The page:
The use of video assistant referees for marginal offside decisions could be amended next season if a joint bid by Uefa and the home nations’ football associations succeeds.
The European governing body’s president Aleksander Ceferin told the Times there were issues with the “precision” of artificial lines drawn on the pitch to help make decisions.
Uefa will work with the four associations, which each has a vote on the board of lawmakers the International FA Board (Ifab).
Any changes to the laws would be made at Ifab’s annual general meeting in Belfast on 29 February.
There have been several controversial offside calls in the Premier League this season.
Liverpool’s Roberto Firmino had a goal ruled out against Aston Villa on 2 November after his armpit was deemed to be offside.
The same reasoning was applied to Raheem Sterling’s effort for Manchester City against Chelsea on 23 November.
But some fans and pundits have said such tight calls are ruining the spirit of the game and handing an advantage to defenders.
Former England striker and Match of the Day presenter Gary Lineker said after the Sterling decision: “I cannot stand what VAR is doing to the game… particularly with these nonsensically tight offside calls that they can’t possibly be sure of one way or the other. Bin it.”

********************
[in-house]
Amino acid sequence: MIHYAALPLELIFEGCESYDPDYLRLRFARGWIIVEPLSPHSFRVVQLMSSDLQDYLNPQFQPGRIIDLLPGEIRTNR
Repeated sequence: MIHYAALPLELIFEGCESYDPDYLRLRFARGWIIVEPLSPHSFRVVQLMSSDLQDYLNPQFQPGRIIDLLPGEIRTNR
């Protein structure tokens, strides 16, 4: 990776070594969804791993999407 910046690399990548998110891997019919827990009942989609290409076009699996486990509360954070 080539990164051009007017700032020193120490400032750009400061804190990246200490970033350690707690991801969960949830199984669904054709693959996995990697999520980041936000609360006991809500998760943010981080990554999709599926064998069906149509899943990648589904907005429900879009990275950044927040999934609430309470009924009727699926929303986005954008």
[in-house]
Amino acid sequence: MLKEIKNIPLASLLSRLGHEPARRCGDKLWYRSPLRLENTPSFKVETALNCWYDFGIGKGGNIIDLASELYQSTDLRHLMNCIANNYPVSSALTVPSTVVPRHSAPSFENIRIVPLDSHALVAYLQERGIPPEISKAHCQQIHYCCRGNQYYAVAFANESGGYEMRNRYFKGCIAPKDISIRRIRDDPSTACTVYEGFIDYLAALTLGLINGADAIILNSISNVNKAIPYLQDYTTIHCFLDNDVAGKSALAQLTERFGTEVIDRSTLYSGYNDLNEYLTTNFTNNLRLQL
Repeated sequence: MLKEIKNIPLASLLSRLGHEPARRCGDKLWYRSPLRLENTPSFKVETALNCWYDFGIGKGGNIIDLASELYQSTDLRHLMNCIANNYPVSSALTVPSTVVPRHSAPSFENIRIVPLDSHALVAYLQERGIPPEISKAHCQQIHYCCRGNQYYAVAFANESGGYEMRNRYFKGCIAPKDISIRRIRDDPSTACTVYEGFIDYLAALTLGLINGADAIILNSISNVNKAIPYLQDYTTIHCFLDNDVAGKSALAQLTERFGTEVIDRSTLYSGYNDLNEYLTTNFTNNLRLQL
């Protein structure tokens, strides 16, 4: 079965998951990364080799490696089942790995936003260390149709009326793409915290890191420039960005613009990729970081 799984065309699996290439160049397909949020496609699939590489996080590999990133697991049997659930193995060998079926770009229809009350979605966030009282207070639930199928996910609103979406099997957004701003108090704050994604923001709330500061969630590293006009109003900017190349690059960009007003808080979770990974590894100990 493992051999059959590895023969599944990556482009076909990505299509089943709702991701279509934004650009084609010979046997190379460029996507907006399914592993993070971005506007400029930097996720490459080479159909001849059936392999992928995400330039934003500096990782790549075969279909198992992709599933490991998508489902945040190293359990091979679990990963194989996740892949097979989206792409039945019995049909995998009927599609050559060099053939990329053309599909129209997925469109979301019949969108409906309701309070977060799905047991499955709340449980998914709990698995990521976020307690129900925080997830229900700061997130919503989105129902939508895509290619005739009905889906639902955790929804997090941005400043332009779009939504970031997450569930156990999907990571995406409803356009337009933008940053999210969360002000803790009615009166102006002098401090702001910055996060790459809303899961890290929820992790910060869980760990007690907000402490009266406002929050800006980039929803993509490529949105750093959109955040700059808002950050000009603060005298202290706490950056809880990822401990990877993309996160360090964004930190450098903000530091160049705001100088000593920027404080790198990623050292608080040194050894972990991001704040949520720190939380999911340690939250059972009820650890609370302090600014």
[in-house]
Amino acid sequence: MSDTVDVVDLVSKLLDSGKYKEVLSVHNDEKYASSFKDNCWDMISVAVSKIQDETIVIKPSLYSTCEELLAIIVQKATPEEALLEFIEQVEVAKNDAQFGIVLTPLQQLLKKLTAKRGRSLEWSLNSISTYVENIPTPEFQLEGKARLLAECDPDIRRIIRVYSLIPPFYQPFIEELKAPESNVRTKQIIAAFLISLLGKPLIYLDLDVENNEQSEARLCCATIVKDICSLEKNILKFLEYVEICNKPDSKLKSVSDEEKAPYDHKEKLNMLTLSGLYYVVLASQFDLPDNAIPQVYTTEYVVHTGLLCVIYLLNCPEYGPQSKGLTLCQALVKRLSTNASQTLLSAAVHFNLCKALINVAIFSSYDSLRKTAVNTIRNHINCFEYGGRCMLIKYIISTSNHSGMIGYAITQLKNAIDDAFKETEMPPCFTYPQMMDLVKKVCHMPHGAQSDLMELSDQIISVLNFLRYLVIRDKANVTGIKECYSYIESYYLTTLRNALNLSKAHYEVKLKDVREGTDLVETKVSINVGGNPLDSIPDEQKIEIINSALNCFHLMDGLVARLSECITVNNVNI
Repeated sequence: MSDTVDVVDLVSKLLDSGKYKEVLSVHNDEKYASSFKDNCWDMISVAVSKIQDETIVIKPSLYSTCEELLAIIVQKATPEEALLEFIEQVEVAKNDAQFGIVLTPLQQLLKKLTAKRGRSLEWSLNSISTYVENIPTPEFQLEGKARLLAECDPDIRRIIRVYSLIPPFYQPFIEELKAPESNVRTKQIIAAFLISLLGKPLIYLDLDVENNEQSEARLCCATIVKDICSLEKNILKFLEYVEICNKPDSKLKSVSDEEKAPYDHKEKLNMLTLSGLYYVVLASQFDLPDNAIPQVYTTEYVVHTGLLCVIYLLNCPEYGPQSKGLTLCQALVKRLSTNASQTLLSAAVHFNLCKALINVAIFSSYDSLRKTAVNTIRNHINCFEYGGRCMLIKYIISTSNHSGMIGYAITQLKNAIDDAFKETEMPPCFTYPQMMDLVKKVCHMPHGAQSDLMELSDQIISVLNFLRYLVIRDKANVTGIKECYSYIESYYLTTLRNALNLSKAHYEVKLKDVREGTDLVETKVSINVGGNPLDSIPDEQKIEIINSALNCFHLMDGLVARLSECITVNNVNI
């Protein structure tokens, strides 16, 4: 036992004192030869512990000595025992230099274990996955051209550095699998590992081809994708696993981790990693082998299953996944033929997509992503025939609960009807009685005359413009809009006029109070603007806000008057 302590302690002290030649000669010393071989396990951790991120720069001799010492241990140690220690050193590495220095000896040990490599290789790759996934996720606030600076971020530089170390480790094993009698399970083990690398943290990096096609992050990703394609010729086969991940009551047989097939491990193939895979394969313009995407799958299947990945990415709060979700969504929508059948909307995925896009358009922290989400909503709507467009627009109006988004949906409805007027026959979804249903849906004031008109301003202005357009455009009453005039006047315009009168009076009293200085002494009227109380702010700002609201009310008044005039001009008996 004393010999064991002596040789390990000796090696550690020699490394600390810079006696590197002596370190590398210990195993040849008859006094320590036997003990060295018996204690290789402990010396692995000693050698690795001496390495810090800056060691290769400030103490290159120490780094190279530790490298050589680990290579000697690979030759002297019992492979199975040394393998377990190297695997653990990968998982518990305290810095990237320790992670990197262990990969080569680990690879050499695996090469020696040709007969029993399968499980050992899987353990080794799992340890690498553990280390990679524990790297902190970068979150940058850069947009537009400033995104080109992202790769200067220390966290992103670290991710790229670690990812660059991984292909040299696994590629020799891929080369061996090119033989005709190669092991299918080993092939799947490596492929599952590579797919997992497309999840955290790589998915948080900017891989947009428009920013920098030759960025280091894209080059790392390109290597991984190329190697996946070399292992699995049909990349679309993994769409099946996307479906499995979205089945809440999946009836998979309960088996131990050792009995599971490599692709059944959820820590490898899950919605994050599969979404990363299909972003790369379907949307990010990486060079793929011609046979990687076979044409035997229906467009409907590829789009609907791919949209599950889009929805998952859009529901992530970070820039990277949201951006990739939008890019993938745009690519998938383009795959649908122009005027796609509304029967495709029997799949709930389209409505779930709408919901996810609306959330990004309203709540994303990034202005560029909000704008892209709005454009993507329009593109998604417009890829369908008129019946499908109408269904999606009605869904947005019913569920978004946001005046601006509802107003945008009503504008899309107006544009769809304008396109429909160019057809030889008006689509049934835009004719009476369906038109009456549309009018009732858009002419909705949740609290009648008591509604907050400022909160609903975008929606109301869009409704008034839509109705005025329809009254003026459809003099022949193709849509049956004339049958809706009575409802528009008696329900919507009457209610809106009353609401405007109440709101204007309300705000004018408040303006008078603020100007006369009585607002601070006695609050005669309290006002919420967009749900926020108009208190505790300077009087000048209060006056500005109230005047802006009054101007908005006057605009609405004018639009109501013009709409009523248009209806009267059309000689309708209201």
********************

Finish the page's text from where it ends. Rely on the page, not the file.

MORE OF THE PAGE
Uefa cannot make changes to football laws but the Football Association, the Scottish Football Association, the Welsh Football Association and the Irish Football Association all have votes with Ifab.
At a meeting earlier this month, Ifab discussed the use of VAR and said there was “a growing demand for more immediate information about the referee’s final decision”.
Any changes to the law would also need to be agreed by Fifa representatives, who also sit on the Ifab board.
Former Arsenal manager Arsene Wenger, Fifa’s new head of global football development, now has an influence at world football’s governing body.
But speaking at the Ifab meeting on 3 December he said his chief concern about VAR was the resistance of Premier League referees to the use of pitch-side monitors.